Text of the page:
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Clue 3 Facts & Stories
(You can also find these at the end)
The most western point of Scotland, the St Kilda archipelago is also the remotest part of the British Isles. This island was inhabited until the 1930s.
Isolated and battered by a hostile climate, the inhabitants survived largely by scaling sheer cliff faces to catch the plentiful gannets, fulmars and puffins, and farmed meagre crops.
However from the mid-19th century the hardy residents began to lose their self-sufficiency, relying more on imports of food, fuel and building materials, and on revenue from tourists. As contact with the outside world increased, so too did the islanders' dissatisfaction with the realities of their life.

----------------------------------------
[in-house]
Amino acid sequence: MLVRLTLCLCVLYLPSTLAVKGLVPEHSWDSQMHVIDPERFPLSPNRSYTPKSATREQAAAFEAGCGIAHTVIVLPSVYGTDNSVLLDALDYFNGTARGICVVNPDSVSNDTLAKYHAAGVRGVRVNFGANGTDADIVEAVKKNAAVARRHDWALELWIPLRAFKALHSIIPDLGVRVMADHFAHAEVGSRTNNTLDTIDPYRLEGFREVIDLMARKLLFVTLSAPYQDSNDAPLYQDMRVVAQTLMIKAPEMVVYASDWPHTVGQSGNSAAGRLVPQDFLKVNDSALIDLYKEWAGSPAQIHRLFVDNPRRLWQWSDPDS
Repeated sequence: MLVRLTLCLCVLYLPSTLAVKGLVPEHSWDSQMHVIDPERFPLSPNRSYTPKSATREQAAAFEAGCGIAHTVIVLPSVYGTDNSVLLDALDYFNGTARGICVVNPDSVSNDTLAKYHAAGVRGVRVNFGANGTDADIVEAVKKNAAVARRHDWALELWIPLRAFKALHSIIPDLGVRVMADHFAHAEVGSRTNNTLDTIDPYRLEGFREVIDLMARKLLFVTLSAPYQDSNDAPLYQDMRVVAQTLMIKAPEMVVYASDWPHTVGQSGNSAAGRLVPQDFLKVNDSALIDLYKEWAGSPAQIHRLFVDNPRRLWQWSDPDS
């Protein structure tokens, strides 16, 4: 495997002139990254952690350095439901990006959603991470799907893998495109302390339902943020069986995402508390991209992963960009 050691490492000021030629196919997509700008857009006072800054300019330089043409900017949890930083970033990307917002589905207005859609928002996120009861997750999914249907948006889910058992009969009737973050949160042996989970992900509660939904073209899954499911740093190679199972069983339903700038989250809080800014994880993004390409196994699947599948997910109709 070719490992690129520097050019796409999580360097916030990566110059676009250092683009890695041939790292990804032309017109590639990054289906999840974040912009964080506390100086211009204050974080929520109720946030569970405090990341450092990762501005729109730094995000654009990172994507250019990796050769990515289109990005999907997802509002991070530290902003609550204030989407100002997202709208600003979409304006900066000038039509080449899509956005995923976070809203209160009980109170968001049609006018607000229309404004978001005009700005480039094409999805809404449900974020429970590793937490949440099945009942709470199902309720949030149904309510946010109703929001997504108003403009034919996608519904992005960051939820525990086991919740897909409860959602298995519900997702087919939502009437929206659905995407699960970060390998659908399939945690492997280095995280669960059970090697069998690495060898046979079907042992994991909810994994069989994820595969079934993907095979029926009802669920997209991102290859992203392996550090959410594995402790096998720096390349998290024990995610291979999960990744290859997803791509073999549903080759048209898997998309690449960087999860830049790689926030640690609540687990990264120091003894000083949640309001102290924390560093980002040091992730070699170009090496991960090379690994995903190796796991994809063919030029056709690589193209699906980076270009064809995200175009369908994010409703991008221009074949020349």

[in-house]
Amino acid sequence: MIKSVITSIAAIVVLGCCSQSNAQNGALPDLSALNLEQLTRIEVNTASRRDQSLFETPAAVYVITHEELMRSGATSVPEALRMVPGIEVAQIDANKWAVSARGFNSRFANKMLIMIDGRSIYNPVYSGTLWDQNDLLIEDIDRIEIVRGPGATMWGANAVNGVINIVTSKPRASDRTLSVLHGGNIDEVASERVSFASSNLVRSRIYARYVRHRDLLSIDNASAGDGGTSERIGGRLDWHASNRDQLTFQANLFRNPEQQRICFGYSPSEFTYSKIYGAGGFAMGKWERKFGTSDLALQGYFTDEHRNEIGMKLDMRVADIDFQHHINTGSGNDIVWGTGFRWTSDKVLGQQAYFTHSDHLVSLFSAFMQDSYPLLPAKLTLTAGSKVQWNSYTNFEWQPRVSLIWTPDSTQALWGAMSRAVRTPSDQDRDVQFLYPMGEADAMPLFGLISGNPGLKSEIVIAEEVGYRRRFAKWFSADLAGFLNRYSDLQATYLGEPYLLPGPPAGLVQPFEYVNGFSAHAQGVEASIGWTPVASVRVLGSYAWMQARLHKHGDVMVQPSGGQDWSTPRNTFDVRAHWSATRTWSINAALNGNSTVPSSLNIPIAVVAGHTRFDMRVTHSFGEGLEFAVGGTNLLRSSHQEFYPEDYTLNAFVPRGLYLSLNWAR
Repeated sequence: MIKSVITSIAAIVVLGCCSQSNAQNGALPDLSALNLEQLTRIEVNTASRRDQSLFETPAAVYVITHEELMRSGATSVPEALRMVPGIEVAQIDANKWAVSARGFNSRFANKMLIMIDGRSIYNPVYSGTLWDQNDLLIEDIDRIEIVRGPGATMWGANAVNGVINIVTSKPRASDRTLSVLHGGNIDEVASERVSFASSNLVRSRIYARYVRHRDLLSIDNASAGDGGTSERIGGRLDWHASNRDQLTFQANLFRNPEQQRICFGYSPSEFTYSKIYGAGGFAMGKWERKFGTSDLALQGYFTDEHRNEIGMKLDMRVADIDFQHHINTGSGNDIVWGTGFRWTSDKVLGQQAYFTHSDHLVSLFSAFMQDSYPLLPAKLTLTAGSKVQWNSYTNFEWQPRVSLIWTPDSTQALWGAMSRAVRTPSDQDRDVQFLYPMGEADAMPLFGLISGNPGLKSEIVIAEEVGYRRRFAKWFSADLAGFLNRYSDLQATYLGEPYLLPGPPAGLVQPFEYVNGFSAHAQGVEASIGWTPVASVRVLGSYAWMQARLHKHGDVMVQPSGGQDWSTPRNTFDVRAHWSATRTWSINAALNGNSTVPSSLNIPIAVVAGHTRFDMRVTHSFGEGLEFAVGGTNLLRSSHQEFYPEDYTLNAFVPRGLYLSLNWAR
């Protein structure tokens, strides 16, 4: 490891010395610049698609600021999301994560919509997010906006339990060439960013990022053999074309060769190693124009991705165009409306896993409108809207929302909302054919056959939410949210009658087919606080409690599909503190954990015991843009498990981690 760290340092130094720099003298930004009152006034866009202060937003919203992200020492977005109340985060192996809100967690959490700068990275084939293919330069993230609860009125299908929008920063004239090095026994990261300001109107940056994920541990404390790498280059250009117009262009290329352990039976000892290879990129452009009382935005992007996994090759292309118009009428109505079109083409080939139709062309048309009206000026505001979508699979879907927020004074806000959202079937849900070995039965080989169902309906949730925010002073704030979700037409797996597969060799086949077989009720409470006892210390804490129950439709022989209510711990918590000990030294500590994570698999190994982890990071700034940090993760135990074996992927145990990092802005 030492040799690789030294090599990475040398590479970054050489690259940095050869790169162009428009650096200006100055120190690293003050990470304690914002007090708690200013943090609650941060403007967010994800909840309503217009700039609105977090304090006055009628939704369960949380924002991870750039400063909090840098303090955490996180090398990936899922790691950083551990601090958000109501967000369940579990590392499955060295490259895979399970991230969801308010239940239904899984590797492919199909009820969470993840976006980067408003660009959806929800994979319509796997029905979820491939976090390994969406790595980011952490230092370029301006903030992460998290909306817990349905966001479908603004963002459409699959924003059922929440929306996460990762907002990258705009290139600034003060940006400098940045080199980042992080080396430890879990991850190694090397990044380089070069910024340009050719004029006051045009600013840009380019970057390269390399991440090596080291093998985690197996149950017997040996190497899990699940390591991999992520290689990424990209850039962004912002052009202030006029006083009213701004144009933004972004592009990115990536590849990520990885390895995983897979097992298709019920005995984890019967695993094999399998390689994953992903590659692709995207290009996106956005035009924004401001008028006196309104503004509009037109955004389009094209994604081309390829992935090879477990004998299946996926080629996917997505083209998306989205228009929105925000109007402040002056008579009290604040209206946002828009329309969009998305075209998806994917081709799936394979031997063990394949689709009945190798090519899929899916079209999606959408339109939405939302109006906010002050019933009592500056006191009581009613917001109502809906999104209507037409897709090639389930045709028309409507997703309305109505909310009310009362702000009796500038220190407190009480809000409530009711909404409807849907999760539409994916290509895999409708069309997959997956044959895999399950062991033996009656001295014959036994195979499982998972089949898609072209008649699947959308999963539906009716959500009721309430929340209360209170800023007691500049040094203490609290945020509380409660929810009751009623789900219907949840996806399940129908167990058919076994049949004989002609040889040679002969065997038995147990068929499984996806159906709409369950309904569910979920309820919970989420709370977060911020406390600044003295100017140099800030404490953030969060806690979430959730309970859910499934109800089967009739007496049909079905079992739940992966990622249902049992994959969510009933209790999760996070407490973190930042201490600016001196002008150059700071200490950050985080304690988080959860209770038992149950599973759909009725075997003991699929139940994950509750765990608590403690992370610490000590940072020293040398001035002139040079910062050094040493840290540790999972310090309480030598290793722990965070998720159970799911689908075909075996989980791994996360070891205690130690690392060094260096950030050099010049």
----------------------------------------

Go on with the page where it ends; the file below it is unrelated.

A series of events led to their eventual evacuation to the mainland at 8am on 29 August, 1930. In all, 36 men, women and children made the 12-hour crossing, a few went to live and work on the Forestry Commission's 7,000-acre Fiunary Forest. Which for some was also the first time they had seen a tree.
Below - Men of St Kilda, taken in 1927. The men of the village would meet every morning in the village street to decide on the work to be done that day.